As it’s January, the major awards ceremonies have geared up and cast their retrospective over the previous years’ films. Little golden men are soon be handed out to a raft of teary actors and moviemakers who have rolled the dice on millions of dollars and come up trumps.
In my opinion 2012 was something of a mixed bag; many of the biggest films failed to fulfill their promises ‘The Hobbit‘ was a notable example, with its bloated editing and indulgent design, it couldn’t quite recapture for many, what The Lord Of The Rings had so easily achieved. The Dark Knight Rises and Prometheus certainly collected the dollars, but there was a faint sense that neither of these films achieved the full potential promised by their slick, dark and emotive marketing campaigns.
Criticality The Master soared impressing with its towering performances from Joaquin Phoenix, Amy Adams and Phillip Seymour Hoffman, but again watching it myself and talking with a number of other movie-buffs, the movie seemed to miss audiences emotively, and unfortunately for such a fine piece of screenwriting: financially too. Silver Linings Playbook certainly made people smile at the end, but it didn’t really seem to tread any new territory. Starting with a muted attempt to get to grips with Bi-Polar disorder, it then simply abandoned this more interesting narrative for a generic romantic comedy set-up. It’s impressive awards nominations indicates to me something of a wider realisation, that it was a bit of slow year for interesting stories among the bigger studios.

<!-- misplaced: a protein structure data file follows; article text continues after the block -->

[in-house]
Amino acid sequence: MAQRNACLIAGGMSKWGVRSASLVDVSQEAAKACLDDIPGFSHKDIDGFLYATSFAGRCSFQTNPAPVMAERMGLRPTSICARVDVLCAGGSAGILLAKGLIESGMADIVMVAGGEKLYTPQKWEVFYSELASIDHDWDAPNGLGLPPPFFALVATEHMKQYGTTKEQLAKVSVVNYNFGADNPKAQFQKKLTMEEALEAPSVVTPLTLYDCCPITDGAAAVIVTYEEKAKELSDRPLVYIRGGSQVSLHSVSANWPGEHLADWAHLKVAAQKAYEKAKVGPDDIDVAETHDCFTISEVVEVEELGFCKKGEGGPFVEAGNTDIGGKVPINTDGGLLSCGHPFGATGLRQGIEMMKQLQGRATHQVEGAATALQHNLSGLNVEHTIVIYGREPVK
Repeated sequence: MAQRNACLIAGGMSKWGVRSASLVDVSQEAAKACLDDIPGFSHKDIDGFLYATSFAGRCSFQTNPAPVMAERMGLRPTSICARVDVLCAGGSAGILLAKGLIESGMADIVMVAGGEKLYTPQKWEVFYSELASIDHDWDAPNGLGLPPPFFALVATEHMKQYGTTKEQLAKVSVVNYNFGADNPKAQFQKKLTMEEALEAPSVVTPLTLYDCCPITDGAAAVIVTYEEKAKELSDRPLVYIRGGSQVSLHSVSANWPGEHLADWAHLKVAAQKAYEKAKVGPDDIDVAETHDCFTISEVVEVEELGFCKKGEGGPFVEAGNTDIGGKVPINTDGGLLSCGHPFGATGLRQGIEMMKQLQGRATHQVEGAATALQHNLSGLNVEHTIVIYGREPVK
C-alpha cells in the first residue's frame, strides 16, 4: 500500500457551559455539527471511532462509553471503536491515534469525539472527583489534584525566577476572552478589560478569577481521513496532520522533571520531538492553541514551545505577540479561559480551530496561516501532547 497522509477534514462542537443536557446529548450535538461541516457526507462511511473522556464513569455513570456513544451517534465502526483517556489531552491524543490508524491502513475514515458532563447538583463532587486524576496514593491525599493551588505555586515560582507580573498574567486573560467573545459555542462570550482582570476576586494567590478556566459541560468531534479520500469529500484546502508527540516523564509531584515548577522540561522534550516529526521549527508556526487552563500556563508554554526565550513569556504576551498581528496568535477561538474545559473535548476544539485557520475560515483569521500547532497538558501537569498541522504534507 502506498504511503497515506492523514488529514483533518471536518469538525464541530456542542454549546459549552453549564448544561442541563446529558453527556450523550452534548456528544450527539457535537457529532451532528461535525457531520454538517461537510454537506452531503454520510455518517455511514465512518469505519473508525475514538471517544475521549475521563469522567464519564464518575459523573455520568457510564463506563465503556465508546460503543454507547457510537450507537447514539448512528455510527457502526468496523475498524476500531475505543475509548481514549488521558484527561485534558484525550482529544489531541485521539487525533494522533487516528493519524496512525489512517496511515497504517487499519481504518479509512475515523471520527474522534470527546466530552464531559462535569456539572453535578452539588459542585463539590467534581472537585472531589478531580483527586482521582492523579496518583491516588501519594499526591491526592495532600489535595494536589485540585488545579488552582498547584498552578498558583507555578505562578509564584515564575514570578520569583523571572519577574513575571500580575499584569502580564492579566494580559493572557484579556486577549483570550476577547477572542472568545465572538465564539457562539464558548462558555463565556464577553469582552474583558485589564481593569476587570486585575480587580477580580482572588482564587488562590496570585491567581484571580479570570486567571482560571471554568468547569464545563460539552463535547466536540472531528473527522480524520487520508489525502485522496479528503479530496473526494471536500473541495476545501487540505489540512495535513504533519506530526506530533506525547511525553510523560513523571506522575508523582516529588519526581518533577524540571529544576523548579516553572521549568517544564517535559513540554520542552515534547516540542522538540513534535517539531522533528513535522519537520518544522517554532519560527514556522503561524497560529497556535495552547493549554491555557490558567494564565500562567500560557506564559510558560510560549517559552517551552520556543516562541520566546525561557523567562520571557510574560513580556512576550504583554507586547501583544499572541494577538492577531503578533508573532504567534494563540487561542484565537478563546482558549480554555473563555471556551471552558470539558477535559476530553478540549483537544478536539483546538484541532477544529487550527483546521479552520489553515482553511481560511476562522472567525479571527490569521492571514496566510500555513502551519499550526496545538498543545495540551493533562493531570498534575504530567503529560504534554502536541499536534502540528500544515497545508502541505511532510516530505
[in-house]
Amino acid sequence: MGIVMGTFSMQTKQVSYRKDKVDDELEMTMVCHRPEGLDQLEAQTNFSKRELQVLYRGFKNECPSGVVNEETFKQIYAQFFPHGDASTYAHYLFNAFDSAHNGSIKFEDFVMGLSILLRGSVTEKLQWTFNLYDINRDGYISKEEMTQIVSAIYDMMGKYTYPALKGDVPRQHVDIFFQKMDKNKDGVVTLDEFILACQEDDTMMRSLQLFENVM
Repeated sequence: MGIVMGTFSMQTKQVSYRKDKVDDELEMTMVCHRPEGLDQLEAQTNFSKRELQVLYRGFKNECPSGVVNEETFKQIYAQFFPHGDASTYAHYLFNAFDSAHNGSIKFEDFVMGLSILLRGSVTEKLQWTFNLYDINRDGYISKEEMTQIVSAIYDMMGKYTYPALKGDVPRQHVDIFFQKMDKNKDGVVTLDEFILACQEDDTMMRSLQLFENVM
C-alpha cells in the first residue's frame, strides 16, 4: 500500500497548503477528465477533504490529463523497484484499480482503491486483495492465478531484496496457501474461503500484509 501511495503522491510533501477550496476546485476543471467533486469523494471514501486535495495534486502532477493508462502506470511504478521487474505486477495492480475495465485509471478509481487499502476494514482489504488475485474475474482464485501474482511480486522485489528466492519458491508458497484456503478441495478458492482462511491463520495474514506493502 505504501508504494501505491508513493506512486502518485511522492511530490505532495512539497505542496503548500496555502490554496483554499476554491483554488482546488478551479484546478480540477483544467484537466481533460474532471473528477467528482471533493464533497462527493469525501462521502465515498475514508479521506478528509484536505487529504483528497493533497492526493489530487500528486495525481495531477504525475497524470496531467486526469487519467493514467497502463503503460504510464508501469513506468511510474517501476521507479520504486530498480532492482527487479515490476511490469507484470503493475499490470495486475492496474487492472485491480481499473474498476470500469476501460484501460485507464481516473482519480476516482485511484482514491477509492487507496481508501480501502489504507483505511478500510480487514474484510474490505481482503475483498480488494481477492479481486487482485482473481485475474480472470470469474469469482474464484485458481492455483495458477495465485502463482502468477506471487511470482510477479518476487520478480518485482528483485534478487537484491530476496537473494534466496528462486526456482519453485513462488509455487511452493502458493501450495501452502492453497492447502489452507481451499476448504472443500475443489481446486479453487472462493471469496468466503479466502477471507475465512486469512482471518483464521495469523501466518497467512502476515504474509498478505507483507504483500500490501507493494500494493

From the evidence of The Golden Globes and The Oscars, it looks like Steven Speilberg and Daniel Day Lewis can continue to manufacture their own trophies with a clear license, with their long awaited collaboration on Lincoln, tipped for awards before it was even written.
For me it took a six year old girl called Hushpuppy (played by Quvenzhane Wells) to bring story, cinematography and performance together in a dreamy but strikingly immediate, frayed-at-the-edge, child’s-eye view of life on the margins of America in the ram-shacked, but beautiful Beasts of the Southern Wild.
Another exceptional performance was that of Jean-Louis Trinitigent as a man who fights for what is left of his beloved wife in Amour was another standout moment. Amour was an unforgettable love story set at the close, as tragic and beautiful in its way as “Tristan und Isolde,”. A portrait of the impossible beauty and fragility of life that brought a new perspective of strength and resolve to cinematic depictions of old age.
And who didn’t enjoy the Hulk in Avengers Assemble?
So after that rather eclectic retrospective it’s time to take a look at what’s in the running for your hard earned time and money at your local cineplex in 2013:
Man Of Steel
Zac Synder ( Watchmen, 300) takes on the most iconic comic of them all, Superman. After widespread fan disappointment with Brian Singer’s sentimental Superman Returns, Warner Brothers brought on Batman messiah Christopher Nolan to produce and oversee a re-launch of Kypton’s lost son. Expect amped up action sequences and plenty of superhuman moral quandaries.
The Great Gatsby
A film that seemed to forget when it was being released, Gatsby finally hits our screens on May 17th. From early trailers, director Baz Luhrmann is, at the very least, heading in the polar opposite direction to the 1974 Robert Redford version, not least the latest news that the reason for its release delays have been down to the fact that Jay-Z has signed on to write the soundtrack. Oh, and it’s in 3D.
Only God Forgives
Scandinavia’s number one purveyor of hard man/soft heart cinema; Nicolas Winding Refn returns after the success of Drive with a tale of cops on the run, Triad gangs and the joys of Thai boxing as a some kind of moral crusade. Also in tow is his current collaborator and can-do-no-wrong-for-women-stalkers leading man; Ryan Gosling.